The zoo project planners had a sense that the project could be a powerful way to increase visitor awareness of conservation issues, but planned to test the project’s true effectiveness with a scientific study.

Strategy
The Poets House had an important front-end role to assist with project planning and with the selection of a poet who would be an experienced researcher, an accomplished poet, and someone deeply steeped in conservation thinking. That someone was San Diego State University professor and Montana resident Sandra Alcosser, an award-winning writer, the poet-laureate of Montana, and former poet-in-residence at two national parks. She had been one of the distinguished poets invited to serve on the project’s literary panel to assist with the project, and had stood out among the applicants who had responded to the project’s open invitation to poets nationwide. Today, Alcosser remains the poet-in-residence at the Central Park Zoo.

Ms. Alcosser sifted through thousands of potential poems, while spending time with zoo biologists and the zoo’s director, Dr. Dan Wharton. At the end of a week of research, Alcosser and Wharton would spend an afternoon reviewing her finds for the week and narrowing the selection further. The poets that made Alcosser’s final cut were those who were more than great writers; she sought poets whose work had shown a commitment to the natural world. Wharton had his own criteria for the poetry. He eliminated poems that were biologically incorrect. Although the final selection included some whimsical choices, Wharton ensured that the poems were generally accurate and good choices for the zoo audience.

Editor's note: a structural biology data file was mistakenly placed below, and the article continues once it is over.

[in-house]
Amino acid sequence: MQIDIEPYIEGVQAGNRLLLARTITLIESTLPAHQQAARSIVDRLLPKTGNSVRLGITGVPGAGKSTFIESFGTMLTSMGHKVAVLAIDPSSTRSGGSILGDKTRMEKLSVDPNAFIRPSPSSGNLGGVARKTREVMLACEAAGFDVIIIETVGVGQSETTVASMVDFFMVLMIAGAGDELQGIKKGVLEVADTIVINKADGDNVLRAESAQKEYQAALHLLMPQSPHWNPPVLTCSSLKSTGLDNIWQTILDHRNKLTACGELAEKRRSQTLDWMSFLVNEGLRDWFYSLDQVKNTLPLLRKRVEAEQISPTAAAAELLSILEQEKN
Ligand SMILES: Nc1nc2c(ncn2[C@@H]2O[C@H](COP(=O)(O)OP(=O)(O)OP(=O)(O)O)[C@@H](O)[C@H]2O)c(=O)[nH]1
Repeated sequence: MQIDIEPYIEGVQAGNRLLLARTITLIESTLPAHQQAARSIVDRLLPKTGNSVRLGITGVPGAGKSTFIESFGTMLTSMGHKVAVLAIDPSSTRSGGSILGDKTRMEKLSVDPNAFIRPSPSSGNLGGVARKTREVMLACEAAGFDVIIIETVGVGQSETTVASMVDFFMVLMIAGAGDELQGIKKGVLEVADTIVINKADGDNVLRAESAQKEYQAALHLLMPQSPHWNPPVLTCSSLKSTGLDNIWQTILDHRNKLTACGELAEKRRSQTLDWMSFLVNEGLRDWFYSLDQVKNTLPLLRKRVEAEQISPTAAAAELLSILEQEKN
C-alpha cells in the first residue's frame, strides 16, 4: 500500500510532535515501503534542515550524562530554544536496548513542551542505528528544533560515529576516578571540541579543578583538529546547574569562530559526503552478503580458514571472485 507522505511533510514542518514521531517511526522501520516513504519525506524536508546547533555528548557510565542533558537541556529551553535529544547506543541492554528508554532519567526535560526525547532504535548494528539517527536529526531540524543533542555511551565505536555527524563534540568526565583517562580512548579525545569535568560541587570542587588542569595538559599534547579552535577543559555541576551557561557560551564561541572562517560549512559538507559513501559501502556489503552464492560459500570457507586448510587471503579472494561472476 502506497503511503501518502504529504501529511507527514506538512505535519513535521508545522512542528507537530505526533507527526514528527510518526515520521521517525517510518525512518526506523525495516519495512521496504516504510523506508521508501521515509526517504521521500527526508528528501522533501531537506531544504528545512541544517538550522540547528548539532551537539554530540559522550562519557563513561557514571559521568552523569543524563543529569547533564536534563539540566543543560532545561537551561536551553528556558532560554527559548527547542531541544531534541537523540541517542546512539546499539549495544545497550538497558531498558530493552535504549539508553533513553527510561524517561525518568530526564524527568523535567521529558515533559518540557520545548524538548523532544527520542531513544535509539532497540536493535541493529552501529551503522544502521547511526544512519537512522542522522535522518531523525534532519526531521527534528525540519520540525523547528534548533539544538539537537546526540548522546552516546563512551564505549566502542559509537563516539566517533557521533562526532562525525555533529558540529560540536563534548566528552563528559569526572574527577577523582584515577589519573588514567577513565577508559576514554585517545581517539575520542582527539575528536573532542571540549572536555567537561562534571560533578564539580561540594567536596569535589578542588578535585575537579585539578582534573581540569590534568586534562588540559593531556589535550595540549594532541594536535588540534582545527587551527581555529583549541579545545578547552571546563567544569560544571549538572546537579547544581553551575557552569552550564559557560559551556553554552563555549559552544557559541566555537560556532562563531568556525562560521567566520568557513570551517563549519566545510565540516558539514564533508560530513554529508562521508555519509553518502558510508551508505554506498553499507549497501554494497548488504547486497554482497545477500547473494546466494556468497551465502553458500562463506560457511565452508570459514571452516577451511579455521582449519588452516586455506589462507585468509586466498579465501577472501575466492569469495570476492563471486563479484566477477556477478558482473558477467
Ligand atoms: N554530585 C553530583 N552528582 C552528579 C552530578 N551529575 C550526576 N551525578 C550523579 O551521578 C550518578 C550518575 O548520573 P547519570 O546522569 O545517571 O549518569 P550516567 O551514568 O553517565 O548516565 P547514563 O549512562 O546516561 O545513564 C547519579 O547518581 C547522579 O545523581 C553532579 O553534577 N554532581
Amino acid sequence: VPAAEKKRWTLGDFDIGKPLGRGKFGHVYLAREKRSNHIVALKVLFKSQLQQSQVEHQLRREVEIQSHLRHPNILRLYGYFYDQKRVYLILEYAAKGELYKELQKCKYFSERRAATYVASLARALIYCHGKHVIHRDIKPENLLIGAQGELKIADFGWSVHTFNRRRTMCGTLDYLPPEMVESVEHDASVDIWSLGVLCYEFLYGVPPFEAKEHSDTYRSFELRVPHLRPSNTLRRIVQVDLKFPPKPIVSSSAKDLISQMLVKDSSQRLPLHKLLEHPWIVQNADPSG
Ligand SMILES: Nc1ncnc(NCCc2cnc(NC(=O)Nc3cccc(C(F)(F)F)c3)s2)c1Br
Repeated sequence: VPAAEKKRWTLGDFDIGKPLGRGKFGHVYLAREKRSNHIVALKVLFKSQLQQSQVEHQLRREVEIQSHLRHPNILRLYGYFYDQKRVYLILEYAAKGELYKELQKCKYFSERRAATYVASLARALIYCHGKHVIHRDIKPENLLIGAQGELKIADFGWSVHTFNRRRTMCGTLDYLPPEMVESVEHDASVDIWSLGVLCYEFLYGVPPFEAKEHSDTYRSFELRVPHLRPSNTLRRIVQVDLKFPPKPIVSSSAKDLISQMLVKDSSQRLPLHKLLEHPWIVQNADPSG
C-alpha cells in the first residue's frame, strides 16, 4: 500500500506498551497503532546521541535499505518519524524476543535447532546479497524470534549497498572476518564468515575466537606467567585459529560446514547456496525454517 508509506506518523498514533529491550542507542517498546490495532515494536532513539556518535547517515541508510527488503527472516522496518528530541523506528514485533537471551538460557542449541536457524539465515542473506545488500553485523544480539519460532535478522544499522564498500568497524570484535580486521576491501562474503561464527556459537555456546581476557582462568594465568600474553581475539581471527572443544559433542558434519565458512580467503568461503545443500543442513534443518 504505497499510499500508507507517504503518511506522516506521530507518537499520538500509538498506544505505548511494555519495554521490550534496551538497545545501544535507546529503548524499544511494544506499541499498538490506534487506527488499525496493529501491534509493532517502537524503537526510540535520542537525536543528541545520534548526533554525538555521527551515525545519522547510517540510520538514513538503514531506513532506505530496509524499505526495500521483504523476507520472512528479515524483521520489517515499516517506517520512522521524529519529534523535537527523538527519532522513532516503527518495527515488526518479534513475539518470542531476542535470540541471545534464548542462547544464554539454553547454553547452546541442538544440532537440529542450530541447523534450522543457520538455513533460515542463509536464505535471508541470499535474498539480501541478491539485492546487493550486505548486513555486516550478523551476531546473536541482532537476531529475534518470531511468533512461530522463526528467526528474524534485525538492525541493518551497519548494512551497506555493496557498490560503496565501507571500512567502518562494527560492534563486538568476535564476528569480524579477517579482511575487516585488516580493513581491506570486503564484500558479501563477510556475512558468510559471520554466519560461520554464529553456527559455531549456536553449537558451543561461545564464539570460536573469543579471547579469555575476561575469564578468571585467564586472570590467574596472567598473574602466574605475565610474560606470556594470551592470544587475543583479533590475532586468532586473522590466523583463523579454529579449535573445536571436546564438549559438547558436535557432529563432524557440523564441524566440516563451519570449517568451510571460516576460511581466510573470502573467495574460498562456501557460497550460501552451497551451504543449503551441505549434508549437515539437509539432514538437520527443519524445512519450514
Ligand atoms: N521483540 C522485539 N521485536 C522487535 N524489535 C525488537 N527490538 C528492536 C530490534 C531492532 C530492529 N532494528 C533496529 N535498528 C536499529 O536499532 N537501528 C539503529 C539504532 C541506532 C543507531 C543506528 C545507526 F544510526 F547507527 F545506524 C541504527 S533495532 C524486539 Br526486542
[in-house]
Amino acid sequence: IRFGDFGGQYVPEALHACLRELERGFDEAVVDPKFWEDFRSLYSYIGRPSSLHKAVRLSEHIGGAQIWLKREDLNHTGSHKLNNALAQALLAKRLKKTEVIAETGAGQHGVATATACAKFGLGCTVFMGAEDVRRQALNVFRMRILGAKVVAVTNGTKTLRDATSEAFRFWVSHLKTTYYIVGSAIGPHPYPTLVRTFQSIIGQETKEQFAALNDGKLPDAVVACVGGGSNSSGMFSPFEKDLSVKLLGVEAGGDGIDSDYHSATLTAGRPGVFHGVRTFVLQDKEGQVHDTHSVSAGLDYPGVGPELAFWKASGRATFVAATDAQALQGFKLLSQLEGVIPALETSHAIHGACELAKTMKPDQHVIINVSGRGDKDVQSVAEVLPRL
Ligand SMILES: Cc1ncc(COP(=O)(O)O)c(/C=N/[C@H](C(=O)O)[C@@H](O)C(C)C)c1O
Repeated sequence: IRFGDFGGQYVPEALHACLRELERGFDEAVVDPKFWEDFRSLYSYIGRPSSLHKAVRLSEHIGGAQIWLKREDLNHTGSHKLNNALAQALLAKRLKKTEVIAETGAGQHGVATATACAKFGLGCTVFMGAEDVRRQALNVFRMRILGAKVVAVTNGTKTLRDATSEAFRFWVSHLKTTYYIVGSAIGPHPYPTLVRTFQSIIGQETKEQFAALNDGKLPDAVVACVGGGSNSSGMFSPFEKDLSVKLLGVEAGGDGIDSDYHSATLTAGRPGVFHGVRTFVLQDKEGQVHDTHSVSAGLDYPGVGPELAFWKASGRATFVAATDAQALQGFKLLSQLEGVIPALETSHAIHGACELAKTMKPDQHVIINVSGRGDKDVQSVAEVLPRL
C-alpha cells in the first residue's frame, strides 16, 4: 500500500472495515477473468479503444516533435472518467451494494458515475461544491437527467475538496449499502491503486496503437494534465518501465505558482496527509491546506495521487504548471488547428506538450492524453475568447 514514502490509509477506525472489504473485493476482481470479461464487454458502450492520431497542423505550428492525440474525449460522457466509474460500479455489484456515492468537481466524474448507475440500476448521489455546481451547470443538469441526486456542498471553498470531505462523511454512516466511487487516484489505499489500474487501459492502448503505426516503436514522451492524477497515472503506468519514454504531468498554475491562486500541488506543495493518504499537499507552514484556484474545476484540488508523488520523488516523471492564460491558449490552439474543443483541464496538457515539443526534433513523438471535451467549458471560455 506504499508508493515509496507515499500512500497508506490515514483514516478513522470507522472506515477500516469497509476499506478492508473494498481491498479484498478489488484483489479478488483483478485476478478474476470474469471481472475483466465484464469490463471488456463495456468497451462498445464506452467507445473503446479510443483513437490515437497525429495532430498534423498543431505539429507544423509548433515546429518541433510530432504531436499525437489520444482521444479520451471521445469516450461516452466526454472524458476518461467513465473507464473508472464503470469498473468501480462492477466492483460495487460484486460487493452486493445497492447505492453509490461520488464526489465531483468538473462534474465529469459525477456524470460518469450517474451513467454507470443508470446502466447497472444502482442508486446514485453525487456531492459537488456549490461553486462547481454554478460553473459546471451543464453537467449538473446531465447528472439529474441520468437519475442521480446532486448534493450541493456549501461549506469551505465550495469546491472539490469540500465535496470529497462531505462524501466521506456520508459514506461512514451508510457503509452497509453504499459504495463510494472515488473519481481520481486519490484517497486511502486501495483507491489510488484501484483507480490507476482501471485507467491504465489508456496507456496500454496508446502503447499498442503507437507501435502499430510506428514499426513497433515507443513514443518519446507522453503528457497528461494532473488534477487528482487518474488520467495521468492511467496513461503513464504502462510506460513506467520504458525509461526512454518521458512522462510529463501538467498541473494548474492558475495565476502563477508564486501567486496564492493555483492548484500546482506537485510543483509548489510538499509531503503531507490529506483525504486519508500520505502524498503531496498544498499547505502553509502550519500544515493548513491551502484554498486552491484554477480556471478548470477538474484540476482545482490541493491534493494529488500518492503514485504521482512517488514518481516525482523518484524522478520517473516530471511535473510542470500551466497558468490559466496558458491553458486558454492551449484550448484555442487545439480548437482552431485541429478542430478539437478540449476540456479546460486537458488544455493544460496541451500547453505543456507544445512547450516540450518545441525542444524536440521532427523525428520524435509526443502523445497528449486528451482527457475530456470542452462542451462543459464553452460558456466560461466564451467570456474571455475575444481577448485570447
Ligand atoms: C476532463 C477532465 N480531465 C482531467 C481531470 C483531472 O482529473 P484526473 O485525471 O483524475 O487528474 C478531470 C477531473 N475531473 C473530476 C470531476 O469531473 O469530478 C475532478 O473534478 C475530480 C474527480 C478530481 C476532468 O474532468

Alcosser had some ideas for poets who could be represented, such as New York Modernist poet Marianne Moore who was famous for her time spent at the zoo. But it took several attempts to find a suitable work among Moore’s tricky writings. Other times Alcosser hit upon a poem and her research led her to discover just how suitable the author was. She knew of Birago Diop, a francophone poet and storyteller from Senegal. She didn’t know that he was also a dedicated veterinarian.

To present the final poems in the best light, Alcosser and Wharton worked with the zoo’s exhibits and graphic artists. Planning the placement, the fonts, and the medium for the signage was a wholly separate and significant creative process. The artists responded to the challenge with great creativity, segmenting longer poems across benches and around an area with circular rafters, so that the poems drew visitors through the spaces.

One excerpt they used from Maurice Sendak is popular with children:

That very night in Max’s Room a forest grew
and grew—
and grew until his ceiling hung with vines